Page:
Throughout history, humans have shared their lives with dogs. A companion animal’s diet consisted of food left over from its caretaker’s diet. If a dog’s family was wealthy, then the dog ate better – remember, dogs were a luxury item primarily owned by the rich. The concept of domesticating an animal really took hold in the late 1800’s with the birth of veterinary medicine – the idea being that dogs had to lose their ‘taste’ for blood in order to live with people. Wild animals ate fresh meat and thus domesticated dogs should not. Not science, but the concept took hold. Little by little there was a shift from pets eating natural foods to packaged ‘pet food,’ and then things really took a turn – here’s how World War II changed pet food.
More Pet Food History
Through the ages, humans have explored the world – looking for new places. One barrier to exploration was food. No different than if you were camping out in the boondocks. While you might get dirty without a shower, and have to be creative with your bathroom activity, you could only stay out in the middle of nowhere until you ran out of food and water… Or you’d die. Same was true for world exploration. Thus ‘packaged’ food was created – think Neil Armstrong and the astronauts.
Explorers traveled by boat that, unlike today, required ‘man-power’ to travel across oceans. Man-power required food that would not spoil – and so they were fed things that lacked fresh produce and proteins (as these items would rot), and as a result lacked nutrition. But what they were fed filled them up. A typical sailor’s meal consisted of compressed flower, water, and salt, baked until dried and hard – these were called a ‘ship biscuit.’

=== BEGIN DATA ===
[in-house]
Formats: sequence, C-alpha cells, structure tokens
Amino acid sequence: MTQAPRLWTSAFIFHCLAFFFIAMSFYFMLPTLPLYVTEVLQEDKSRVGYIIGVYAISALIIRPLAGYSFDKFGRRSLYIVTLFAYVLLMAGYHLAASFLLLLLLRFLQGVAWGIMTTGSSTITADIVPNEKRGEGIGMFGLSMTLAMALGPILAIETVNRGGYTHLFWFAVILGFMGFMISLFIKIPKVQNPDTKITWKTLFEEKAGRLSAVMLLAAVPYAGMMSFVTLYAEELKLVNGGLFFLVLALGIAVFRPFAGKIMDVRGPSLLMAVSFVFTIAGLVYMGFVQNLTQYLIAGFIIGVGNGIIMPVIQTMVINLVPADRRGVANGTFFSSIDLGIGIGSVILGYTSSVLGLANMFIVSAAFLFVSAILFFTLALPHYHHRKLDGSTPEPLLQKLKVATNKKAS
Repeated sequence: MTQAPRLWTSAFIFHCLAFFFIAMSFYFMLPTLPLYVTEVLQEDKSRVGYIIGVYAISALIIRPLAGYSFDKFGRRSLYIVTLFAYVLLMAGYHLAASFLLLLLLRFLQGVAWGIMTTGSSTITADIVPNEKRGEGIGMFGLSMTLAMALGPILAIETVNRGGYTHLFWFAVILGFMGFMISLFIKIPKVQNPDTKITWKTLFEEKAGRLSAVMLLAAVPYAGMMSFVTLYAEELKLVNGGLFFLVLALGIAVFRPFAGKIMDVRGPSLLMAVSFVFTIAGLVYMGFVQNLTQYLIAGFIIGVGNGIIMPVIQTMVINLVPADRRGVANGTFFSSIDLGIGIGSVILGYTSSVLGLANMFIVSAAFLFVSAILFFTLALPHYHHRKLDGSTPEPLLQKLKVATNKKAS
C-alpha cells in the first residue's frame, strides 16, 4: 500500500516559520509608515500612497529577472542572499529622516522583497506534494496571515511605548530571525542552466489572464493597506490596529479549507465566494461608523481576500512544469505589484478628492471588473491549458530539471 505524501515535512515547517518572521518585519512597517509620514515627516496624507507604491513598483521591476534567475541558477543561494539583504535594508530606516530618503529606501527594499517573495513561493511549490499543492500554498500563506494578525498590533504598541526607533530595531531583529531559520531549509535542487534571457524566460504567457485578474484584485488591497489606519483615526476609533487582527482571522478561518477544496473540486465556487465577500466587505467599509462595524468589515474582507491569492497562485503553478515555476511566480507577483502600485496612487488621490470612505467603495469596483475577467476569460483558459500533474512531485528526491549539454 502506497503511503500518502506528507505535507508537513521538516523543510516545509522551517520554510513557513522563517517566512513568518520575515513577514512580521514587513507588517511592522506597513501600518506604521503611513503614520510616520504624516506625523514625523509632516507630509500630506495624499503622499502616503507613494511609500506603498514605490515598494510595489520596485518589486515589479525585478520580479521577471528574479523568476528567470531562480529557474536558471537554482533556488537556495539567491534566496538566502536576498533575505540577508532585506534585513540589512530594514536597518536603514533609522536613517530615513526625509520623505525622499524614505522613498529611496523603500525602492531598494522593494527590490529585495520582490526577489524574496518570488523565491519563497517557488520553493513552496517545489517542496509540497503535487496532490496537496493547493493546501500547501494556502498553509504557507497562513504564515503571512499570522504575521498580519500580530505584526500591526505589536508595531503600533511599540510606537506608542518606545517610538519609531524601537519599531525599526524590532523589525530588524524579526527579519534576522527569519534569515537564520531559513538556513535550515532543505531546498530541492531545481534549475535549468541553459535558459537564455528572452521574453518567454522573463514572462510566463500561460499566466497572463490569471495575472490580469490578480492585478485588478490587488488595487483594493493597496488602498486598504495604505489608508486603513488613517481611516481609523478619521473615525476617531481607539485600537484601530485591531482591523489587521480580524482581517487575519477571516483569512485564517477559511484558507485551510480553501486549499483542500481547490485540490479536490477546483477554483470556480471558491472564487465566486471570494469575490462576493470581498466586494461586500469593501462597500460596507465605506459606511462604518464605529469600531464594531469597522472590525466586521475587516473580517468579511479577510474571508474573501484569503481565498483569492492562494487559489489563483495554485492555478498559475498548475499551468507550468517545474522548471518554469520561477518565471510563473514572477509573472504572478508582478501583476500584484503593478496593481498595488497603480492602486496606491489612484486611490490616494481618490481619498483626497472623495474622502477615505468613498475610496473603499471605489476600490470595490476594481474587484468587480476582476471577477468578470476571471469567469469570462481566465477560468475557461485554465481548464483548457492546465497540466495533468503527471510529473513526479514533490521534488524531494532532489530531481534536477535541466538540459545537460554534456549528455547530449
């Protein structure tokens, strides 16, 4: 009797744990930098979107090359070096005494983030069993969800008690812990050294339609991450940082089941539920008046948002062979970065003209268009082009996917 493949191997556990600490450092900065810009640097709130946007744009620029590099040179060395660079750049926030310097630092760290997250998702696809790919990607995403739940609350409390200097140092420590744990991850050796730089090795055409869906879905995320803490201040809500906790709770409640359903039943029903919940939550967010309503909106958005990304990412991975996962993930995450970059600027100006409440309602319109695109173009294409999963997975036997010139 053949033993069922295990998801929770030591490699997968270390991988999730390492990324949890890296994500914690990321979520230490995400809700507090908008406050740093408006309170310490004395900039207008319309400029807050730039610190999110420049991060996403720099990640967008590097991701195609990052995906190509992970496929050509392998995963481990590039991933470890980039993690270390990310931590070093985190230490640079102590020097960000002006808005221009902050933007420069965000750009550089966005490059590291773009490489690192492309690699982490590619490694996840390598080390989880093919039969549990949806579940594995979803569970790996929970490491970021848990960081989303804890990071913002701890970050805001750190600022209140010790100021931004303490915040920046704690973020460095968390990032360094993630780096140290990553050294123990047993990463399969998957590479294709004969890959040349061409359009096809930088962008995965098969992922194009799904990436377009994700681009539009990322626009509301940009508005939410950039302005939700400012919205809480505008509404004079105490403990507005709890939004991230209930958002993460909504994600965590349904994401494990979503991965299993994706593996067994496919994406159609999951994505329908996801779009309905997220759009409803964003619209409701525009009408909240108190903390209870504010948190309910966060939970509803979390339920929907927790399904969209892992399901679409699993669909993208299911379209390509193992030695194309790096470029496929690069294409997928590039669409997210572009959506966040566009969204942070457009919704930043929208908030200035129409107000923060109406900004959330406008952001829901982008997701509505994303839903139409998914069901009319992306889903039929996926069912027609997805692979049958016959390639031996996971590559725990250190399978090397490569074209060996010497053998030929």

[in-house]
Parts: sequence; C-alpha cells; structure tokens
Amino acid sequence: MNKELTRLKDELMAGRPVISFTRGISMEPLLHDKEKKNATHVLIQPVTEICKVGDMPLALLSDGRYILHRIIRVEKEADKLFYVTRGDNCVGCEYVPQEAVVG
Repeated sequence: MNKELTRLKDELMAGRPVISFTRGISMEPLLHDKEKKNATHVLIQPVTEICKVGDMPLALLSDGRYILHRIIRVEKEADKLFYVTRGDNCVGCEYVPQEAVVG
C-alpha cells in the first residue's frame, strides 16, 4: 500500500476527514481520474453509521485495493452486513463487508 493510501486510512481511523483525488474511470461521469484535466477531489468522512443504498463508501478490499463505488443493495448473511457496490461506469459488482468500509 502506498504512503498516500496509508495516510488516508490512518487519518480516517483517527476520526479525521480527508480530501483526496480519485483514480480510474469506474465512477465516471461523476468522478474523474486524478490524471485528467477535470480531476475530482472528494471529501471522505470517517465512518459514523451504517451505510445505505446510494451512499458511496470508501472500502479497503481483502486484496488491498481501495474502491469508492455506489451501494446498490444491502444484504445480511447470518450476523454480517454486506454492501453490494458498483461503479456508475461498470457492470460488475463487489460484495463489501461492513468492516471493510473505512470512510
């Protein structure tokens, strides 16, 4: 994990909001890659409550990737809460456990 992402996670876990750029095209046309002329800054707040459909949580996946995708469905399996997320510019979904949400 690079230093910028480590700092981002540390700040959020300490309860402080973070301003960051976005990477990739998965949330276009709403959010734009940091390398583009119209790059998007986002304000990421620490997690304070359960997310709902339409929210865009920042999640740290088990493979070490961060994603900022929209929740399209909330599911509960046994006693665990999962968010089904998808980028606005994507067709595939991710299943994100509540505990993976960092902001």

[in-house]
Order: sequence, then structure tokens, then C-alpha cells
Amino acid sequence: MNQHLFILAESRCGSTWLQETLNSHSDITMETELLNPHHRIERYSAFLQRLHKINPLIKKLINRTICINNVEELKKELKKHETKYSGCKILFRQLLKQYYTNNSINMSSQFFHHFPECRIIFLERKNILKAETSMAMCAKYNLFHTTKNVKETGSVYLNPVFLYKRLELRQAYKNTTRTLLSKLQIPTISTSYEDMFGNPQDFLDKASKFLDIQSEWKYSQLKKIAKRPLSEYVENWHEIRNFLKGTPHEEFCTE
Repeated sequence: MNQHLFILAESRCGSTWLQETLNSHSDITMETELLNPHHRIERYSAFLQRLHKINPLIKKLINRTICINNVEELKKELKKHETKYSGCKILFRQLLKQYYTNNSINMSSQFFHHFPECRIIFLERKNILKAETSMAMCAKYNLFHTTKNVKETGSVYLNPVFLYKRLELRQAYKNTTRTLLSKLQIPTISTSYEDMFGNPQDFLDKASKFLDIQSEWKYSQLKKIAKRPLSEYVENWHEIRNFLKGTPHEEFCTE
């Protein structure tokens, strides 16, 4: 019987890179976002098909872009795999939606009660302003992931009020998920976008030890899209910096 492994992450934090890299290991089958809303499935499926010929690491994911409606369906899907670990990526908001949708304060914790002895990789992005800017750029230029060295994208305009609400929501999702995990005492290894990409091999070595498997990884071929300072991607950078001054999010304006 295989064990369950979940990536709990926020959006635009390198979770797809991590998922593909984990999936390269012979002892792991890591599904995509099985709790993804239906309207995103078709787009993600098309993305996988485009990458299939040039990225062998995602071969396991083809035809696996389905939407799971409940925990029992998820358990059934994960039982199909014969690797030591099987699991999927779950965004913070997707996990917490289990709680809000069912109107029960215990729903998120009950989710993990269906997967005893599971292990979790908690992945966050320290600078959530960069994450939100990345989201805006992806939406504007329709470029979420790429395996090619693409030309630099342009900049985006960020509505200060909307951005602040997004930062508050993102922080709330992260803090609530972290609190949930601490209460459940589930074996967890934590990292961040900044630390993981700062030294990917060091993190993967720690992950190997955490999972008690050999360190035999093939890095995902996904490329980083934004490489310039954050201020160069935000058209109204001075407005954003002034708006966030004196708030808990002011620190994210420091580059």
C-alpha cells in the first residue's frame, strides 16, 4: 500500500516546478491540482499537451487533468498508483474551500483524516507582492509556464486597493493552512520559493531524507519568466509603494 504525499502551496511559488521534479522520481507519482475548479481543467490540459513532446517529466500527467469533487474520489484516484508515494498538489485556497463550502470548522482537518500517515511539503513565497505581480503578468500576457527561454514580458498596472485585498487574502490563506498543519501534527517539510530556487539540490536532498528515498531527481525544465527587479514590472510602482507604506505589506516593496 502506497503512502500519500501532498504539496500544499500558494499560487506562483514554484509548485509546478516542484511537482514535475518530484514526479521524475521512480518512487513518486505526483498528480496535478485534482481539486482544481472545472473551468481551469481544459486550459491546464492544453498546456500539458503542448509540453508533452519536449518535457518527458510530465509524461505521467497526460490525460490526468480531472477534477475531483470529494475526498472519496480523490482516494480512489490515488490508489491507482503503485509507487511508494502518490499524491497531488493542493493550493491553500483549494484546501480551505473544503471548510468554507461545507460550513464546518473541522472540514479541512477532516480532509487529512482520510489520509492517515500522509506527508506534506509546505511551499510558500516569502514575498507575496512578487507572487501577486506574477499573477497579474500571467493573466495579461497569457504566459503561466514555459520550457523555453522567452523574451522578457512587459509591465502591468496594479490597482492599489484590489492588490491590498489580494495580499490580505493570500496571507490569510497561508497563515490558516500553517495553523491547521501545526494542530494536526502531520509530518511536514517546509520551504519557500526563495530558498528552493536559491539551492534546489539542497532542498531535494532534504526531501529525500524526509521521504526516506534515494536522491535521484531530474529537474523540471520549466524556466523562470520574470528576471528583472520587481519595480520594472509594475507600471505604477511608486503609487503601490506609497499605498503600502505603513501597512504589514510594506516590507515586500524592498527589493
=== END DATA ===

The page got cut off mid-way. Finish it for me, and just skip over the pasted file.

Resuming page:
Yes indeed… An entrepreneurial soul saw the ship biscuit and soon Spratt’s Patent Meal Fibrine Dog Cakes were on the market. Spratt’s creation was a direct response to the expanse of the middle-class, who had slowly begun to own dogs – expanding pet ownership from a wealthy few to a fast growing population. The pet food flood gates opened and then came the masses:
- A.C. Daniel’s Medicated Dog Bread – late 1800’s
- F.H. Benner Biscuit Company – early 1900’s
- Ken-L-Ration, made from horsemeat, and sponsored Rin-Tin-Tin – 1920’s
- National Biscuit Company (Nabisco) purchased Benner and started Milkbones – 1930’s
How World War II Changed Dog Food
Up until this time, dog food marketing was primarily regional and Ken-L-Ration was the big player – breeding and slaughtering horses in the tens of thousands to keep up with demand. Nabisco and Ken-L-Ration could be found in grocery stores, but there wasn’t really competition – pet food just wasn’t on the radar in terms of return on investment in the commercial food market. World War II changed this concept and a new breed of marketing set in. Patriotism and ‘the world of tomorrow’ were the norm – and advertisement went from radio to television with national ads, where people could see things all made easy for them in neat, tidy and efficient ways. And, if you didn’t follow suit – well, you were just unpatriotic!
The world of tomorrow marketing focused on ease and convenience and a few key companies created products with elongated shelf-lives. Purina was one of those companies. Starting with breakfast cereal, Purina’s use of extruding brought a whole new line of pet food to the masses. Extruded foods were highly compressed, moisture free and marketed as nutritious and fantastical due to the newly developed extruding process – and thus Purina Dog Food was formed.
The Science of Nutrition